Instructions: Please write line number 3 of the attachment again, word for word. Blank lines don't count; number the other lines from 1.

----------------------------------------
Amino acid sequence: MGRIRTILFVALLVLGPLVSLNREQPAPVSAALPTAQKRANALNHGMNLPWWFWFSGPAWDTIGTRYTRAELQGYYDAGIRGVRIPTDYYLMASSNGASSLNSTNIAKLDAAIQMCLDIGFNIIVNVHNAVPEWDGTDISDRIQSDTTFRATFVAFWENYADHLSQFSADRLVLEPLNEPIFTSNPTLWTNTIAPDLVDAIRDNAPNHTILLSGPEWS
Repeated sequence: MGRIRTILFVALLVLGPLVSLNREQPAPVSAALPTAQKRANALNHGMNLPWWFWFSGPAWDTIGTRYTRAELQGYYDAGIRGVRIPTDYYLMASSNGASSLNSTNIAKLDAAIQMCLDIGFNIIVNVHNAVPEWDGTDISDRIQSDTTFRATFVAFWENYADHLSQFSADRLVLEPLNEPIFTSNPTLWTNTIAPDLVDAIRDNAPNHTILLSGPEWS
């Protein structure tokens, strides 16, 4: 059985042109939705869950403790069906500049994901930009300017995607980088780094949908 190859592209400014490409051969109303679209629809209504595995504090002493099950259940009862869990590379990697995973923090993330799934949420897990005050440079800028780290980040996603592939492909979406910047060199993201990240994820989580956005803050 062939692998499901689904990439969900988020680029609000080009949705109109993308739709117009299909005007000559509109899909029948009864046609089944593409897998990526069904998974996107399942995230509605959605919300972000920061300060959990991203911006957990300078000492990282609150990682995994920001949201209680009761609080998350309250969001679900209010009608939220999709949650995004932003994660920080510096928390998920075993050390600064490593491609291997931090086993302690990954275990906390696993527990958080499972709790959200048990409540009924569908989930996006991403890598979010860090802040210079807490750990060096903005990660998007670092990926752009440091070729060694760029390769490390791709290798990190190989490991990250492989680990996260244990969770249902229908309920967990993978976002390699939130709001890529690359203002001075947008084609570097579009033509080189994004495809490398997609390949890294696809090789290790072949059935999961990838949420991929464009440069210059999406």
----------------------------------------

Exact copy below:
């Protein structure tokens, strides 16, 4: 059985042109939705869950403790069906500049994901930009300017995607980088780094949908 190859592209400014490409051969109303679209629809209504595995504090002493099950259940009862869990590379990697995973923090993330799934949420897990005050440079800028780290980040996603592939492909979406910047060199993201990240994820989580956005803050 062939692998499901689904990439969900988020680029609000080009949705109109993308739709117009299909005007000559509109899909029948009864046609089944593409897998990526069904998974996107399942995230509605959605919300972000920061300060959990991203911006957990300078000492990282609150990682995994920001949201209680009761609080998350309250969001679900209010009608939220999709949650995004932003994660920080510096928390998920075993050390600064490593491609291997931090086993302690990954275990906390696993527990958080499972709790959200048990409540009924569908989930996006991403890598979010860090802040210079807490750990060096903005990660998007670092990926752009440091070729060694760029390769490390791709290798990190190989490991990250492989680990996260244990969770249902229908309920967990993978976002390699939130709001890529690359203002001075947008084609570097579009033509080189994004495809490398997609390949890294696809090789290790072949059935999961990838949420991929464009440069210059999406």